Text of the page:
Community readiness towards redd+: prospects and risks of redd+ payments an1) livelihoods in two case study communities of li wale district

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University of Dar es Salaam,
It is widely acknowledged that the threat of the 21st century is climate change. This threat has been overwhelmed by increased quantities of carbon dioxide (CO2) in the atmosphere which damages the Ozone layer. Responding to the above threat, in 2005. United Nations Convection of Climate Change (UNFCCC). Tanzania included, developed an incentive mechanism for "Reducing Emissions from Deforestation and forest Degradation; plus the role of conservation, sustainable management of forests and enhancement of forest carbon stocks in developing countries'* (REDD Plus). These mechanisms are aimed to support local communities managing forest. Experience shows that, local communities are not incorporated/ participating in making decision and plans pertaining them. It is at this point that, this study examined the community readiness towards REDD+: prospects and risks of REDD+ payments and livelihoods in two case study communities of the Liwale district. The district has endowed with a large Village Land Forest Reserve known as Angai (AVLFR) which is under the United Nation REDD+ project. The project aimed to distribute the REDD+ Payments into three villages including these two (Mihumo and Ngunja) of the case study. A total of 53 respondents were interviewed. Among them, 43 respondents were the local communities and 10 respondents were key informants. For triangulation reason, the study used Focus Group Discussions to the local villagers. The findings were analysed through themes set basing on objectives. The findings of this study revealed that, nearly half of local community did not know REDD l concepts at all and one fifth of the local respondents had vague ideas about it. Moreover, the study found out that. AVLFR is still potential to the local communities surrounds it as lots of benefits are still accrued from it. The modality of the REDD+ payments expected to be used in AVLFR is neither known to villagers nor district officials. Moreover, how much money, which channels and who arc concerning in coordinating and distributing of those payments were puzzles to these local communities and the district officials including District Forest Officers. Lastly, the study discovered that, there is no Local institutional set up for REDD+ payments. The study concluded that, in order for the REDD+ project to succeed, during this pilot period, there is a need to increase awareness to the local villagers as long as they are the main stakeholders of the AVLFR. As explained above that AVLFR is still potential and beneficial. REDD project should bare these potentials and benefits to the local communities managing it so as thev could see the value of the coordinating, channelling and distribution of the REDD4 for the project to be successful. Lastly, the local institutional set up for managing forest in AVLFR (MUHIMA) should be empowered to handle out all matters pertaining to the forest including REDD+ because it v\as entrusted b\ the villagers found it. The stud\ recommended that National REDD* police and act should be materialized so that all forests stakeholders could work according to the laws and principles.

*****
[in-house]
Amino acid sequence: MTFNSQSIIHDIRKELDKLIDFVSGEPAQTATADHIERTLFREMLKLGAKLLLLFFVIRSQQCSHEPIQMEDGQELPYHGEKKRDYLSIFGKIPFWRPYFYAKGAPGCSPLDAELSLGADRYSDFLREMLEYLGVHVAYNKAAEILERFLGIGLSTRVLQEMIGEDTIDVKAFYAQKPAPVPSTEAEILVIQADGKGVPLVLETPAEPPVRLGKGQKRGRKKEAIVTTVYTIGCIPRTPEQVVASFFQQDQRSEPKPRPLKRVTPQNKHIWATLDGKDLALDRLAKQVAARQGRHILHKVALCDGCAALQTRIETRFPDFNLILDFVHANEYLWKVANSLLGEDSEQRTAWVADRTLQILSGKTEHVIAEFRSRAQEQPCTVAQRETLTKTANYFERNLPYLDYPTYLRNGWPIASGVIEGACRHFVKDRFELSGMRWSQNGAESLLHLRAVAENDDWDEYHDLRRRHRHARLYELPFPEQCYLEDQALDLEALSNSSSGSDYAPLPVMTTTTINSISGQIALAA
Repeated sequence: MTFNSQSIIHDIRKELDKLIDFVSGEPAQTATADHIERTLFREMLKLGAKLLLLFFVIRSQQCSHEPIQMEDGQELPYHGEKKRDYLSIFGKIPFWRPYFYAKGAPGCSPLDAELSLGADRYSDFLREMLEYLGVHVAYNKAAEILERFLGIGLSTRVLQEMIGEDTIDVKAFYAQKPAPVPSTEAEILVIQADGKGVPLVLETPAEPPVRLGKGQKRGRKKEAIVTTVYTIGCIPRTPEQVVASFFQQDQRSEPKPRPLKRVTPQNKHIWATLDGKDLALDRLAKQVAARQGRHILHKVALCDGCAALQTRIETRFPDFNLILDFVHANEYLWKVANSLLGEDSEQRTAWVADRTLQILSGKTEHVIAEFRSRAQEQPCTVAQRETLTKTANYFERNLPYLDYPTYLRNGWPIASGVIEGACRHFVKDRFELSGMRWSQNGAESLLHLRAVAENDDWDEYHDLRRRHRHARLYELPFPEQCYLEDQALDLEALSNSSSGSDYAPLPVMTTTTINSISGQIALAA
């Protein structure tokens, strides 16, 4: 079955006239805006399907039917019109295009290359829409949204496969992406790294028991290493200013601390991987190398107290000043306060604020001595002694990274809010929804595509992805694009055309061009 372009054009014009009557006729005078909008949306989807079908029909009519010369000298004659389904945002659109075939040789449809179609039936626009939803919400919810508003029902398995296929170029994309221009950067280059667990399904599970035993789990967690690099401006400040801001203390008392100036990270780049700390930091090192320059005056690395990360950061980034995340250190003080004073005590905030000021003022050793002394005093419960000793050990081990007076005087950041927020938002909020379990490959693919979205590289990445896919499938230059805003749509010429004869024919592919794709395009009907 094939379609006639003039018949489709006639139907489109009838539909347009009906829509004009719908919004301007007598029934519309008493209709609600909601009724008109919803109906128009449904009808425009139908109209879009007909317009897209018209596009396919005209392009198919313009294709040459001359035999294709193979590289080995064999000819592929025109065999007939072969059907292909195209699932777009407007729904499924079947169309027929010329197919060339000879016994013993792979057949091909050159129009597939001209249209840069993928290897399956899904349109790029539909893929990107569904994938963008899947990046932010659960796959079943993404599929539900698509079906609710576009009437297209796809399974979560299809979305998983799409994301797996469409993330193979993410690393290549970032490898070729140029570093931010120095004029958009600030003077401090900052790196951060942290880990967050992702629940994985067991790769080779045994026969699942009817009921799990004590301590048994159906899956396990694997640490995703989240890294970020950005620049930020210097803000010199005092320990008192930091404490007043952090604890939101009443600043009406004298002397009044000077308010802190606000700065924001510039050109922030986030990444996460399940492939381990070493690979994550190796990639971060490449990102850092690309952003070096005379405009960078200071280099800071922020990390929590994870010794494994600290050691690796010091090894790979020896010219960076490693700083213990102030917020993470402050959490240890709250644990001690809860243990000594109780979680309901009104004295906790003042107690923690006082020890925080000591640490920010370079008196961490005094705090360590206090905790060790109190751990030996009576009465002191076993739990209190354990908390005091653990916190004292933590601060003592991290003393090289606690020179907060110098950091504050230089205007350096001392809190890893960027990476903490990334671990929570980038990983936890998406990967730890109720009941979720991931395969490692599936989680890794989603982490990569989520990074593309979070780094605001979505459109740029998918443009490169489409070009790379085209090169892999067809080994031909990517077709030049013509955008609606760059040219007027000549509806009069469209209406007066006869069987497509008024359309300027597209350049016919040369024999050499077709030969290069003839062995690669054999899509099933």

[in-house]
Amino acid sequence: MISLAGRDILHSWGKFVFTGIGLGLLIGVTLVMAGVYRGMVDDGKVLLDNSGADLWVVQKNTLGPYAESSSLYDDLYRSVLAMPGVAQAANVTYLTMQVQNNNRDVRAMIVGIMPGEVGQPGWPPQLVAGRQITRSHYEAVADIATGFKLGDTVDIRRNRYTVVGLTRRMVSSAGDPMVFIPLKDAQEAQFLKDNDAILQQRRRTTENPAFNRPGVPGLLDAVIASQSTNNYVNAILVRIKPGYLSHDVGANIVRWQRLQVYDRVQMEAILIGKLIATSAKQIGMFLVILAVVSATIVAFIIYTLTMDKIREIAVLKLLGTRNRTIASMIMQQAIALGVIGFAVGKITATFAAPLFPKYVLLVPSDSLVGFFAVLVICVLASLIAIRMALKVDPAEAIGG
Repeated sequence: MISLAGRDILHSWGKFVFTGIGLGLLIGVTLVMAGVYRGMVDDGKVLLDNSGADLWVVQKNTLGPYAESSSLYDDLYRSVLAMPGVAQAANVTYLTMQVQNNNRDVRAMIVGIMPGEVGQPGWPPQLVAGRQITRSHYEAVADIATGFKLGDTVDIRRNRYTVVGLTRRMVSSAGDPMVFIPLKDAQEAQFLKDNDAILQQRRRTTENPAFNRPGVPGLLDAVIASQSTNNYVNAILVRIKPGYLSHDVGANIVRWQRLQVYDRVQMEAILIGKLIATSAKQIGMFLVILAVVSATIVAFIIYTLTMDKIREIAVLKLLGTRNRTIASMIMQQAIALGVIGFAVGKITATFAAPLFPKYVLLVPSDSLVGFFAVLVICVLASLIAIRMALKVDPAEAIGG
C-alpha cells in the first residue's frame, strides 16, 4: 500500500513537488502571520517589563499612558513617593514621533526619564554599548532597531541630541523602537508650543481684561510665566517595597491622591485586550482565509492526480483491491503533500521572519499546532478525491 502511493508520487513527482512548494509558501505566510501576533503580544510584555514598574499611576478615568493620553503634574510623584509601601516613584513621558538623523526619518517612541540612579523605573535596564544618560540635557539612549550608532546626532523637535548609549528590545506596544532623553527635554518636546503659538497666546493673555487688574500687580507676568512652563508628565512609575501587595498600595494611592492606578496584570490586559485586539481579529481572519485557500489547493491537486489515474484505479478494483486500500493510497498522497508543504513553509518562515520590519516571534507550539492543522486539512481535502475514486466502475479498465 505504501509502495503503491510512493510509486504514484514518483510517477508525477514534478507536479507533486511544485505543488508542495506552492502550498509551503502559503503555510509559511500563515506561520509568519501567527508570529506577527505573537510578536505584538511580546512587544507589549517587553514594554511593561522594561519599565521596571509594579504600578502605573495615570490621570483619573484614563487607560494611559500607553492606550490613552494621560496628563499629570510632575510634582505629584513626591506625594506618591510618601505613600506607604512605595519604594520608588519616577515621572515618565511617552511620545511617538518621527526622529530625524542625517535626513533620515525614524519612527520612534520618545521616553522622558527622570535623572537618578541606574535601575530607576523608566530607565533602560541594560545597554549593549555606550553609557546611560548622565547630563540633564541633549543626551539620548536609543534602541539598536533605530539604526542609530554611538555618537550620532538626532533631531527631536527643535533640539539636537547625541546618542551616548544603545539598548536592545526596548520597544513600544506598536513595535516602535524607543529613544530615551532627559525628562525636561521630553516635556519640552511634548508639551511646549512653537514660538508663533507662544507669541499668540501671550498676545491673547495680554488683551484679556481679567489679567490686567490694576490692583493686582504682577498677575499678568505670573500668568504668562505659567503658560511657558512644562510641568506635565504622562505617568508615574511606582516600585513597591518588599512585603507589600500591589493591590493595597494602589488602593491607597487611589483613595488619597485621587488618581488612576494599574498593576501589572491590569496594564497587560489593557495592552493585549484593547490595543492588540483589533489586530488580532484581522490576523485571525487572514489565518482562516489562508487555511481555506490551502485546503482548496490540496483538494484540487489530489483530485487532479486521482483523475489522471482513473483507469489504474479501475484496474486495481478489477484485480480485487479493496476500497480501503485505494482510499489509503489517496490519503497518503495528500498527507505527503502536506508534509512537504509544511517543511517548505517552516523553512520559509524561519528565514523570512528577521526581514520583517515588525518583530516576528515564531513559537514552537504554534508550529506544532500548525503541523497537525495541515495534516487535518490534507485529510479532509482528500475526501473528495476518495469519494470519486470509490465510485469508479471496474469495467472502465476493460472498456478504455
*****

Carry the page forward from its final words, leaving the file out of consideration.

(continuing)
Available in print form, East Africana Collection, Dr. Wilbert Chagula Library, Class mark (THS EAF SD414.T34M34 )
climate change, carbon dioxide, Ozone layer, incentive mechanism, United Nations Convection of Climate Change (UNFCCC)., Village Land Forest Reserve, redd+
Malumusi, H l (2012) Community readiness towards redd+: prospects and risks of redd+ payments an1) livelihoods in two case study communities of li wale district, Master dissertation, University of Dar es Salaam. Dar es Salaam